“We would shoot a scene with the mom and the dad, and when we’d get a good take I would say, ‘Okay, let's have the mom set aside and bring in the alternate dad’ and we’d shoot another take,” Irvin said.

The director said he was approached by the producers to change some of the dialogue between the two dads so that it differed from the dialogue in the movie between the mom and the dad, but he pushed back. Irvin said he wanted “everything exactly the same” in both films.

“I'm an openly gay director and they said, ‘Why don't you tweak the dialogue for the dads to make it more gay or whatever?’ And I said, ‘Absolutely not. The whole point would be that there is no difference at all, and it shouldn’t matter.’ I wouldn’t do it.”

As planned, Too Cool For Christmas ended up airing on Here TV and A Very Cool Christmas was sold to Lifetime. Now, the movies are streaming on Amazon Prime Video and Hulu, respectively.

Some people have been critical of the fact that the two films mirror each other in every way except for the parents. However, Irvin said back in 2004, the entertainment landscape wasn’t favorable to LGBTQ representation. Simultaneously making both movies “was a way to sort of help guarantee that the movie would get sold in those markets,” Irvin said.

“It’s such a highly competitive market place and some of the channels like Lifetime and Hallmark were not open to it back then. Hallmark even now is still fairly conservative and a bit formulaic,” Irvin said.

“We just felt that, let's not try to change the world when we're just trying to sell some films. What we're really trying to do is to finance movies that can be exclusive to the gay network and the surest way to get that revenue source to get the gay movie made was to also make a project that doesn't color too far outside the lines and fits very much into the formula that worked in the past.”

While he was disappointed at the state of the entertainment industry and the rest of the world’s lack of acceptance at the time, Irvin said he was focused on the fact that he was able to make a Christmas movie featuring an LGBTQ couple for a gay network.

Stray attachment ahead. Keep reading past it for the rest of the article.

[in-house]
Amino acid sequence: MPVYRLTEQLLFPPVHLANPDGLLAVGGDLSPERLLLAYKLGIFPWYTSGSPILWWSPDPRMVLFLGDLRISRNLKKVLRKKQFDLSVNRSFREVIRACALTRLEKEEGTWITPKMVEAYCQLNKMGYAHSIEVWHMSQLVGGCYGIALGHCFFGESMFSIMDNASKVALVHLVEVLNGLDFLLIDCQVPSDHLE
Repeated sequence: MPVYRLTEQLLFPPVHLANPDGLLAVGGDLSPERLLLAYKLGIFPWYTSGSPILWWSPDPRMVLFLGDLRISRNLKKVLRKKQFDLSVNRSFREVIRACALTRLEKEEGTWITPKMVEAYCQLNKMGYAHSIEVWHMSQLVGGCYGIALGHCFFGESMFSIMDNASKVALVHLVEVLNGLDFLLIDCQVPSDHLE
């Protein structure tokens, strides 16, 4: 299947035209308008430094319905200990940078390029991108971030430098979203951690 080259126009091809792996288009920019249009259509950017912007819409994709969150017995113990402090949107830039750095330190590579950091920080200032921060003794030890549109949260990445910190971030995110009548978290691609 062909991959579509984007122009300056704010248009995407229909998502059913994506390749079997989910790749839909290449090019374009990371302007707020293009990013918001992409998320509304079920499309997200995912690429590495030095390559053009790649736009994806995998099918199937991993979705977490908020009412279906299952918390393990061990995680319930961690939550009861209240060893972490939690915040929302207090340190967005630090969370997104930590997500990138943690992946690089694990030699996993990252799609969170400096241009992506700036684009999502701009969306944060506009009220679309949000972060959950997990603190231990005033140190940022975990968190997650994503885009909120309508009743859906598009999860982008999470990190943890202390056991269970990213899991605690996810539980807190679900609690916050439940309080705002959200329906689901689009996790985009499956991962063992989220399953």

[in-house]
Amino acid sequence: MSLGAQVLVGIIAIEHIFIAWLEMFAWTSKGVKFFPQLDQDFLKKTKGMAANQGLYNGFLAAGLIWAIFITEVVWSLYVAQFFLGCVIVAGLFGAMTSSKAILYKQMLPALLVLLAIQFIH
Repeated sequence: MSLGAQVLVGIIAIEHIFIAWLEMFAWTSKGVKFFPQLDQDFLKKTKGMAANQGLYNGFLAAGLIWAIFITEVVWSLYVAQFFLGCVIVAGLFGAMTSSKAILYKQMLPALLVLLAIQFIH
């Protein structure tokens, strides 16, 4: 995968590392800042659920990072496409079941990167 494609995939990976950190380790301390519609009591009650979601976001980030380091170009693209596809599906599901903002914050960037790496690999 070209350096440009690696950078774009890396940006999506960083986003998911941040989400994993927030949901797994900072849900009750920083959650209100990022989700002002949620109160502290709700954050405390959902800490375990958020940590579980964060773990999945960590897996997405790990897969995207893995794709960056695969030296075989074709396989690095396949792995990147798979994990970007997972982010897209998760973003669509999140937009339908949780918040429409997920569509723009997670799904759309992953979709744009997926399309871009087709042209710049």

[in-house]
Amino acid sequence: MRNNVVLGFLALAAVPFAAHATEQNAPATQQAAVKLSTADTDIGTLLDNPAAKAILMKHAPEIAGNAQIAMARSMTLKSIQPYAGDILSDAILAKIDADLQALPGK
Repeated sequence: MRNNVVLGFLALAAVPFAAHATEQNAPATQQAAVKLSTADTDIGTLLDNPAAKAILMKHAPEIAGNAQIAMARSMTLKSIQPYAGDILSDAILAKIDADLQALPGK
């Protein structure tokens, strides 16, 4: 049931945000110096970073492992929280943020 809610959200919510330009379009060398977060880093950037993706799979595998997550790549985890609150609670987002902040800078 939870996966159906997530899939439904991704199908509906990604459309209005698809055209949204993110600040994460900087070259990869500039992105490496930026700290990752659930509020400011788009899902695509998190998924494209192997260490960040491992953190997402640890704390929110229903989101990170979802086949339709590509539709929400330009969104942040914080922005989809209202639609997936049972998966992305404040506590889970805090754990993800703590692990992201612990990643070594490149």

“As a gay man, I'm always frustrated that the world and society isn't more evolved in being accepting of this,” Irvin said. “But I was really jazzed that we were getting the opportunity to make a movie with two gay dads, and that was exciting that there could be another project that I could work on that would have LGBTQ representation.”

The two-for-one movie format didn’t seem to catch on and wasn’t a regular occurrence in Irvin’s career. However, Too Cool For Christmas/A Very Cool Christmas was deemed successful enough that he went on to direct one more similar project: Deadly Skies and Force of Impact, asteroid thrillers which aired on television in 2006.

Irvin said he loves that the movies have been rediscovered now in light of streaming and the internet, despite some of the negative comments. He said when the movies came out in 2004 “there was no social media and there wasn’t a really big way of discussing it.” As amused as he is at the conversations sparked by the rediscovered films, Irvin acknowledged how far the entertainment industry has come in the past 15 years. He hopes there will be even more progress in the future.

“I hope that things are evolving where LGBTQ characters are being represented fully,” Irvin said. “There's always more work to be done and I'm hopeful that will continue and that we’ll look back at these movies as kind of archaic workarounds.”